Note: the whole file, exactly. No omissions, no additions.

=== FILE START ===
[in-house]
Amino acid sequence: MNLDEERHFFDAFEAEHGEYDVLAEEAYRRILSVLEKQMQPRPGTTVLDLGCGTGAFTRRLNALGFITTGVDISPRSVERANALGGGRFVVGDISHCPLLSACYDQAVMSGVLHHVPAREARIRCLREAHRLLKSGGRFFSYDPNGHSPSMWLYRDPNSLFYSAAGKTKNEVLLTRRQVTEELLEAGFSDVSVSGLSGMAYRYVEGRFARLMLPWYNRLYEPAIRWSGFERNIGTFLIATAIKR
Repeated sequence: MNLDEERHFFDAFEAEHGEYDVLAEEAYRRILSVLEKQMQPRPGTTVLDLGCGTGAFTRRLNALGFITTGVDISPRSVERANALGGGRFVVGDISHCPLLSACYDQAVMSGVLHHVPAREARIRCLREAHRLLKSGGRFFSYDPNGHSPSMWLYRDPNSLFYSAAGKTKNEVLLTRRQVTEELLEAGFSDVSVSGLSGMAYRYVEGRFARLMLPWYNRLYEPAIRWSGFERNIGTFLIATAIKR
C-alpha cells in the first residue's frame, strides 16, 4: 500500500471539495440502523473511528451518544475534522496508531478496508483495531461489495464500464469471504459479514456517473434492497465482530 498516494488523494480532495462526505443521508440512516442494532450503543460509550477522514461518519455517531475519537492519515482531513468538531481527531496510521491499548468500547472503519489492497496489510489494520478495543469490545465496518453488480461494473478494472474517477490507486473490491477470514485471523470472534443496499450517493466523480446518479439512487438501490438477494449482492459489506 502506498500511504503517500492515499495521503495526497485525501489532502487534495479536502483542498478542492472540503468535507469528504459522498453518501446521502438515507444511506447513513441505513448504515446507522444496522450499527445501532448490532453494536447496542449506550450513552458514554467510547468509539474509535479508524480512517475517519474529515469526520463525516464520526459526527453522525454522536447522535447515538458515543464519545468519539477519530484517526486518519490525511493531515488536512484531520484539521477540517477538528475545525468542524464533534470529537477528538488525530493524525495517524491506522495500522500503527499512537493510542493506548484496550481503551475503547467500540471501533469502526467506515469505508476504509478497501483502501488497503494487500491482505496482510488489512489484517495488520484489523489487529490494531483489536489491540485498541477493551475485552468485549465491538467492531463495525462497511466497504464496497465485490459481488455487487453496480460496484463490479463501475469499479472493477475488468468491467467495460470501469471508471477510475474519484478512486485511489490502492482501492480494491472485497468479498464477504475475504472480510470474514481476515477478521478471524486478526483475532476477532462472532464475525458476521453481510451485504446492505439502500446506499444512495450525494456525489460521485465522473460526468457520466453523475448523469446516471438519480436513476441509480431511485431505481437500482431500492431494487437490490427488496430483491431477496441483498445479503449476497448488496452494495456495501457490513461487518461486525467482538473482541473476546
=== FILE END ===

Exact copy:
[in-house]
Amino acid sequence: MNLDEERHFFDAFEAEHGEYDVLAEEAYRRILSVLEKQMQPRPGTTVLDLGCGTGAFTRRLNALGFITTGVDISPRSVERANALGGGRFVVGDISHCPLLSACYDQAVMSGVLHHVPAREARIRCLREAHRLLKSGGRFFSYDPNGHSPSMWLYRDPNSLFYSAAGKTKNEVLLTRRQVTEELLEAGFSDVSVSGLSGMAYRYVEGRFARLMLPWYNRLYEPAIRWSGFERNIGTFLIATAIKR
Repeated sequence: MNLDEERHFFDAFEAEHGEYDVLAEEAYRRILSVLEKQMQPRPGTTVLDLGCGTGAFTRRLNALGFITTGVDISPRSVERANALGGGRFVVGDISHCPLLSACYDQAVMSGVLHHVPAREARIRCLREAHRLLKSGGRFFSYDPNGHSPSMWLYRDPNSLFYSAAGKTKNEVLLTRRQVTEELLEAGFSDVSVSGLSGMAYRYVEGRFARLMLPWYNRLYEPAIRWSGFERNIGTFLIATAIKR
C-alpha cells in the first residue's frame, strides 16, 4: 500500500471539495440502523473511528451518544475534522496508531478496508483495531461489495464500464469471504459479514456517473434492497465482530 498516494488523494480532495462526505443521508440512516442494532450503543460509550477522514461518519455517531475519537492519515482531513468538531481527531496510521491499548468500547472503519489492497496489510489494520478495543469490545465496518453488480461494473478494472474517477490507486473490491477470514485471523470472534443496499450517493466523480446518479439512487438501490438477494449482492459489506 502506498500511504503517500492515499495521503495526497485525501489532502487534495479536502483542498478542492472540503468535507469528504459522498453518501446521502438515507444511506447513513441505513448504515446507522444496522450499527445501532448490532453494536447496542449506550450513552458514554467510547468509539474509535479508524480512517475517519474529515469526520463525516464520526459526527453522525454522536447522535447515538458515543464519545468519539477519530484517526486518519490525511493531515488536512484531520484539521477540517477538528475545525468542524464533534470529537477528538488525530493524525495517524491506522495500522500503527499512537493510542493506548484496550481503551475503547467500540471501533469502526467506515469505508476504509478497501483502501488497503494487500491482505496482510488489512489484517495488520484489523489487529490494531483489536489491540485498541477493551475485552468485549465491538467492531463495525462497511466497504464496497465485490459481488455487487453496480460496484463490479463501475469499479472493477475488468468491467467495460470501469471508471477510475474519484478512486485511489490502492482501492480494491472485497468479498464477504475475504472480510470474514481476515477478521478471524486478526483475532476477532462472532464475525458476521453481510451485504446492505439502500446506499444512495450525494456525489460521485465522473460526468457520466453523475448523469446516471438519480436513476441509480431511485431505481437500482431500492431494487437490490427488496430483491431477496441483498445479503449476497448488496452494495456495501457490513461487518461486525467482538473482541473476546